Edited by - Domini on October 4, 2000 6:45:28 PM

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quote:
Original post by DarkAngel16

I Agree, for any decent project a Game Design Document is essential.... Although my Design Document''s always end up being thought''s, note''s, idea''s etc... ahh well better then nothing ey ?


Absolutely, it is much better than nothing.

But again, it depends on the scope of the project. The more people you are and the larger the project the larger and more formalized design document you need.

If you just work on a project alone a note book full of notes is just fine, because you are the only one reading it, but as ahw mentions he does above, it is important to review past notes and discard some, rewrite some with improvements and generally keep organized as a orginaization keeps you thought organized and you are much more sure that you will not miss something or make a contradictory design.

I will just add a few reminders of things that beginners must remember when writing documents. This isn''t just empty talk.

Make sure to distinguish clearly between WHAT you want you game to do and HOW it should be done. You should divide the document into at least these parts:
1. The so-called Requirements Specification document: What should the program do. This should be very concrete things that after the program is done can be looked at to see if the program really does what it is supposed to do.
2. The so-called Systems Design document: How should the program do things - and how should the code be organized.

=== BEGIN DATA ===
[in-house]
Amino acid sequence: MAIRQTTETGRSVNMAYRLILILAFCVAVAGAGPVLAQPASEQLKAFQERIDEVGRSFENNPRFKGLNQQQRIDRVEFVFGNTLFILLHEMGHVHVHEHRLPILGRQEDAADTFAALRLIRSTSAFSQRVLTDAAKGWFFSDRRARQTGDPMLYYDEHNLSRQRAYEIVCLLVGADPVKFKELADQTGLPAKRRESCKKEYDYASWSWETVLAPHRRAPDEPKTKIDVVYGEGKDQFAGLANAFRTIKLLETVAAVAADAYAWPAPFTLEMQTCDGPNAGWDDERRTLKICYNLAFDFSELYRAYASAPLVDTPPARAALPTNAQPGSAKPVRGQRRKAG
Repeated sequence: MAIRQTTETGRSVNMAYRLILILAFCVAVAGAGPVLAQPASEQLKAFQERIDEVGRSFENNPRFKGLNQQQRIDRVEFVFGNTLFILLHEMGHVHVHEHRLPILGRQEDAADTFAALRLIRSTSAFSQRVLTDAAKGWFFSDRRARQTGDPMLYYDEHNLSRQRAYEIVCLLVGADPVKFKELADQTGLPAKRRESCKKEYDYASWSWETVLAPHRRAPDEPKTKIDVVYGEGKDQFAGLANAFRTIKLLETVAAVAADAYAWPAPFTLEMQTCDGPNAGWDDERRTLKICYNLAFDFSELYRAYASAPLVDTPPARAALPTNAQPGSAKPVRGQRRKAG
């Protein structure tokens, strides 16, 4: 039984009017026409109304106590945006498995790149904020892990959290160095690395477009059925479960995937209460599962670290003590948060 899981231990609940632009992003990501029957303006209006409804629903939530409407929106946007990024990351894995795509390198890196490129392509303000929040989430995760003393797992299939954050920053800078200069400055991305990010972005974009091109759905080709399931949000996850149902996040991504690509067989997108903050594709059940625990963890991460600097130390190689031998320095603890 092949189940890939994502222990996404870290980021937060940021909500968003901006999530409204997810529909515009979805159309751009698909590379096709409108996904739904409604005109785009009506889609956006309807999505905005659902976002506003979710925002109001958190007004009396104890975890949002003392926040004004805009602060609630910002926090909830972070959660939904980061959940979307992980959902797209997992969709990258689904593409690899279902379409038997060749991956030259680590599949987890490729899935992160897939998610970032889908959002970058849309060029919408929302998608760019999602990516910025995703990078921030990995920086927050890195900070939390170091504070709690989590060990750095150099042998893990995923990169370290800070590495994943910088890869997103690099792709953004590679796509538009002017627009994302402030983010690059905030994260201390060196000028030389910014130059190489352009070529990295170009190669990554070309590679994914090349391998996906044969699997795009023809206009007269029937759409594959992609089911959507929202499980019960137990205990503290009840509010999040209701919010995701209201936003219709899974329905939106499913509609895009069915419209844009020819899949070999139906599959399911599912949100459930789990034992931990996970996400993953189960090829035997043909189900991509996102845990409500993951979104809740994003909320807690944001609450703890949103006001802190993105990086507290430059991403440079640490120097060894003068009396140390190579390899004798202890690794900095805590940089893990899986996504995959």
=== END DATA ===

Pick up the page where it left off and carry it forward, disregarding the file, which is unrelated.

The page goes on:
Another thing to remember is to write down WHY some decision is made. By doing this you will be able to remember it later on why some decision was made - and yes you will forget no matter how clear the ideas are in your head now. By describing WHY every decision is made it is easier to make a consistant design. Furthermore, make sure not to make cyclic arguments as this is sure indicator that your design does not hold. Finally, try always to consider alternatives before deciding on something. Never take things for granted.

Try writing the design document so they can be read in-order without knowledge of text later on. This also helps to ensure that there are no cyclic arguments.

It may seem like a lot of work to write such a document, but believe be if you start code immediately you will use much more time later on fixing things that could have been done correctly from the outset.

This is just a few pointers. Read a book on software engineering to get all the details and a in-depth insigt to this subject.

I have my knowledge from university classes and from the book: